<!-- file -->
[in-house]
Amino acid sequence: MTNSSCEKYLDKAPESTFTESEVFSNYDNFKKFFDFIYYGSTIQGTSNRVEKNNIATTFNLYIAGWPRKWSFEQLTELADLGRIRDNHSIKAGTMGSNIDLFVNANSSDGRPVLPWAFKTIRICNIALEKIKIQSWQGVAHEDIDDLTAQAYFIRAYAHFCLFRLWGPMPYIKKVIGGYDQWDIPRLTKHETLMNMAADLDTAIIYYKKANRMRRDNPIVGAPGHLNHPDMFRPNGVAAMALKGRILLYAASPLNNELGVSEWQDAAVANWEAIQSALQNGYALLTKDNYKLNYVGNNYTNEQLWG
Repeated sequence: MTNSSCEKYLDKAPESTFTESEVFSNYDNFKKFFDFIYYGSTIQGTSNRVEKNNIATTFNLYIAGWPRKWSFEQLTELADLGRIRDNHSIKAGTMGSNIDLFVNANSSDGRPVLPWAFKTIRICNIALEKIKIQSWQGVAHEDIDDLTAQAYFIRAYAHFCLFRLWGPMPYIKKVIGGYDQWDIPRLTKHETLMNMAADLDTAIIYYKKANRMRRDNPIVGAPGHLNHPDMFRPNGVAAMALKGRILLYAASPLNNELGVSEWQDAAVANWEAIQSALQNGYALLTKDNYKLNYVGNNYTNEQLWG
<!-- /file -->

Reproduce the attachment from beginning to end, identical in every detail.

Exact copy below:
[in-house]
Amino acid sequence: MTNSSCEKYLDKAPESTFTESEVFSNYDNFKKFFDFIYYGSTIQGTSNRVEKNNIATTFNLYIAGWPRKWSFEQLTELADLGRIRDNHSIKAGTMGSNIDLFVNANSSDGRPVLPWAFKTIRICNIALEKIKIQSWQGVAHEDIDDLTAQAYFIRAYAHFCLFRLWGPMPYIKKVIGGYDQWDIPRLTKHETLMNMAADLDTAIIYYKKANRMRRDNPIVGAPGHLNHPDMFRPNGVAAMALKGRILLYAASPLNNELGVSEWQDAAVANWEAIQSALQNGYALLTKDNYKLNYVGNNYTNEQLWG
Repeated sequence: MTNSSCEKYLDKAPESTFTESEVFSNYDNFKKFFDFIYYGSTIQGTSNRVEKNNIATTFNLYIAGWPRKWSFEQLTELADLGRIRDNHSIKAGTMGSNIDLFVNANSSDGRPVLPWAFKTIRICNIALEKIKIQSWQGVAHEDIDDLTAQAYFIRAYAHFCLFRLWGPMPYIKKVIGGYDQWDIPRLTKHETLMNMAADLDTAIIYYKKANRMRRDNPIVGAPGHLNHPDMFRPNGVAAMALKGRILLYAASPLNNELGVSEWQDAAVANWEAIQSALQNGYALLTKDNYKLNYVGNNYTNEQLWG